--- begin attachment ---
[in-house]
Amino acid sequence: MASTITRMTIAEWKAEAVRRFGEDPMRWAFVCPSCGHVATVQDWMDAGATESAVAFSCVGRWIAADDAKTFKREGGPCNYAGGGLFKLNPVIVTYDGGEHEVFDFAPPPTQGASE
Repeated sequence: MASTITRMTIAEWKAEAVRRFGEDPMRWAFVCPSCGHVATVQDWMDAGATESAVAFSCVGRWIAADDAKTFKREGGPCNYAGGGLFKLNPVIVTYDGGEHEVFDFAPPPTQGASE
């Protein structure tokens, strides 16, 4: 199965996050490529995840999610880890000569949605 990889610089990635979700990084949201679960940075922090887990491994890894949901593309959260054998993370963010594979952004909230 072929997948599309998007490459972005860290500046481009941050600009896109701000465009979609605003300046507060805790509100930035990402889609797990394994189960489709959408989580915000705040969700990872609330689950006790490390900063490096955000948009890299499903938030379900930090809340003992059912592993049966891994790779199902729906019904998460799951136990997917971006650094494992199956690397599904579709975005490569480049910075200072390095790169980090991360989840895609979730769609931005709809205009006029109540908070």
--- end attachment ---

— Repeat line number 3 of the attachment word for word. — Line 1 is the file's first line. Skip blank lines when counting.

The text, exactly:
Repeated sequence: MASTITRMTIAEWKAEAVRRFGEDPMRWAFVCPSCGHVATVQDWMDAGATESAVAFSCVGRWIAADDAKTFKREGGPCNYAGGGLFKLNPVIVTYDGGEHEVFDFAPPPTQGASE